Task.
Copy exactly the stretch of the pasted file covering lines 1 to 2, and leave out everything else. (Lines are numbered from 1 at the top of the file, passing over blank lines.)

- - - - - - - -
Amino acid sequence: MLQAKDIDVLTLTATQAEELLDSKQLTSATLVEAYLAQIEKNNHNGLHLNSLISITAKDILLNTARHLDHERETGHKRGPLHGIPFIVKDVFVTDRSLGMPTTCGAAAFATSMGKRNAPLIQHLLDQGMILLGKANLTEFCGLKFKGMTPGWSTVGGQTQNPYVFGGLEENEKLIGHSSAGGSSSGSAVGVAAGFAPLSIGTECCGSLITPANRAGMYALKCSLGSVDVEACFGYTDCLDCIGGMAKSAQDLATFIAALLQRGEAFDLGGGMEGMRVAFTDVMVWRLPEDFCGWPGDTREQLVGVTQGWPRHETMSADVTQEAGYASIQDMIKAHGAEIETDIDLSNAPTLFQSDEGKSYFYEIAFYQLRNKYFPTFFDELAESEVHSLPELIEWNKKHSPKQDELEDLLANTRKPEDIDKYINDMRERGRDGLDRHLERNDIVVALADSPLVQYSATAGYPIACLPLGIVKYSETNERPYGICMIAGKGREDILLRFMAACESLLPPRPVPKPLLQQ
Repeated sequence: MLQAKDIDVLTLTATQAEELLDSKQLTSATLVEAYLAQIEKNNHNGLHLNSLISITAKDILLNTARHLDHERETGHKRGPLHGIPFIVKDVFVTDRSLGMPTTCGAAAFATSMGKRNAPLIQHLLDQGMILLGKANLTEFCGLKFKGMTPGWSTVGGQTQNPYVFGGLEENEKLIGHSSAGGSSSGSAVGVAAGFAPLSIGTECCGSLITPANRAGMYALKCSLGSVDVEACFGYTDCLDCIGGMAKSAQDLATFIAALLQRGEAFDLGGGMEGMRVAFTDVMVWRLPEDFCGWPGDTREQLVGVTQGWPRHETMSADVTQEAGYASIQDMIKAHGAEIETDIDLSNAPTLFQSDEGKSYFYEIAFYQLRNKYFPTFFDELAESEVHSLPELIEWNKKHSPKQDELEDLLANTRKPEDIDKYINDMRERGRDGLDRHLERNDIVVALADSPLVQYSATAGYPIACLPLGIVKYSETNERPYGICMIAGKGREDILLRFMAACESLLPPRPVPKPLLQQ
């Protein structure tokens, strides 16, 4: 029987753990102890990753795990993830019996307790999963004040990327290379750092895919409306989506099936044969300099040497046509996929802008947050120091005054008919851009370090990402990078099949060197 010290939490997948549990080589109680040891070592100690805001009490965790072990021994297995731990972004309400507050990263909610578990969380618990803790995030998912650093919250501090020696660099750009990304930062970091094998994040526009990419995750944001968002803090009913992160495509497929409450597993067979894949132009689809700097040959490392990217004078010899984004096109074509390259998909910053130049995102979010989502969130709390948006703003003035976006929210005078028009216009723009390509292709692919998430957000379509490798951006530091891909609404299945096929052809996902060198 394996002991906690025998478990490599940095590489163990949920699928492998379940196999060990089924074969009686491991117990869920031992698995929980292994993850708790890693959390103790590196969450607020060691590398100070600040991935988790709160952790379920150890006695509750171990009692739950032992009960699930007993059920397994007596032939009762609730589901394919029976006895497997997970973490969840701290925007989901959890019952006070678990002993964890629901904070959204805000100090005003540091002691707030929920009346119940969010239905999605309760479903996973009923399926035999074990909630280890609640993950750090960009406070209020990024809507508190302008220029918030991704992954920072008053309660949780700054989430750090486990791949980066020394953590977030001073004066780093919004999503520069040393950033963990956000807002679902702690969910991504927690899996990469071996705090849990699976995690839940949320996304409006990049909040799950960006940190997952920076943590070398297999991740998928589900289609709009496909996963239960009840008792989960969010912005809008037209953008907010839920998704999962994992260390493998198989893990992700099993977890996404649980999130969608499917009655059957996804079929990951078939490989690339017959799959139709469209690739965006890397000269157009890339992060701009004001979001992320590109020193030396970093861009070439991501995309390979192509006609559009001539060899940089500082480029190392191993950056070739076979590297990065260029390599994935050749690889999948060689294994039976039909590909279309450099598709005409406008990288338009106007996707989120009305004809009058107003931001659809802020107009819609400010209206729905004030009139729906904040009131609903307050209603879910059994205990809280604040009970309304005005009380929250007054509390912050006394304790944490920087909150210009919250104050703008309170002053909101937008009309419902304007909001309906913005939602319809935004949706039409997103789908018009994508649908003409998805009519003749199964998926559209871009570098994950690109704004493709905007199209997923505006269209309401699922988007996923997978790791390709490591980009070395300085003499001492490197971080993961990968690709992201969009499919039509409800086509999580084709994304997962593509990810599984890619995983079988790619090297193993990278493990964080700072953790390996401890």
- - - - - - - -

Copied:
Amino acid sequence: MLQAKDIDVLTLTATQAEELLDSKQLTSATLVEAYLAQIEKNNHNGLHLNSLISITAKDILLNTARHLDHERETGHKRGPLHGIPFIVKDVFVTDRSLGMPTTCGAAAFATSMGKRNAPLIQHLLDQGMILLGKANLTEFCGLKFKGMTPGWSTVGGQTQNPYVFGGLEENEKLIGHSSAGGSSSGSAVGVAAGFAPLSIGTECCGSLITPANRAGMYALKCSLGSVDVEACFGYTDCLDCIGGMAKSAQDLATFIAALLQRGEAFDLGGGMEGMRVAFTDVMVWRLPEDFCGWPGDTREQLVGVTQGWPRHETMSADVTQEAGYASIQDMIKAHGAEIETDIDLSNAPTLFQSDEGKSYFYEIAFYQLRNKYFPTFFDELAESEVHSLPELIEWNKKHSPKQDELEDLLANTRKPEDIDKYINDMRERGRDGLDRHLERNDIVVALADSPLVQYSATAGYPIACLPLGIVKYSETNERPYGICMIAGKGREDILLRFMAACESLLPPRPVPKPLLQQ
Repeated sequence: MLQAKDIDVLTLTATQAEELLDSKQLTSATLVEAYLAQIEKNNHNGLHLNSLISITAKDILLNTARHLDHERETGHKRGPLHGIPFIVKDVFVTDRSLGMPTTCGAAAFATSMGKRNAPLIQHLLDQGMILLGKANLTEFCGLKFKGMTPGWSTVGGQTQNPYVFGGLEENEKLIGHSSAGGSSSGSAVGVAAGFAPLSIGTECCGSLITPANRAGMYALKCSLGSVDVEACFGYTDCLDCIGGMAKSAQDLATFIAALLQRGEAFDLGGGMEGMRVAFTDVMVWRLPEDFCGWPGDTREQLVGVTQGWPRHETMSADVTQEAGYASIQDMIKAHGAEIETDIDLSNAPTLFQSDEGKSYFYEIAFYQLRNKYFPTFFDELAESEVHSLPELIEWNKKHSPKQDELEDLLANTRKPEDIDKYINDMRERGRDGLDRHLERNDIVVALADSPLVQYSATAGYPIACLPLGIVKYSETNERPYGICMIAGKGREDILLRFMAACESLLPPRPVPKPLLQQ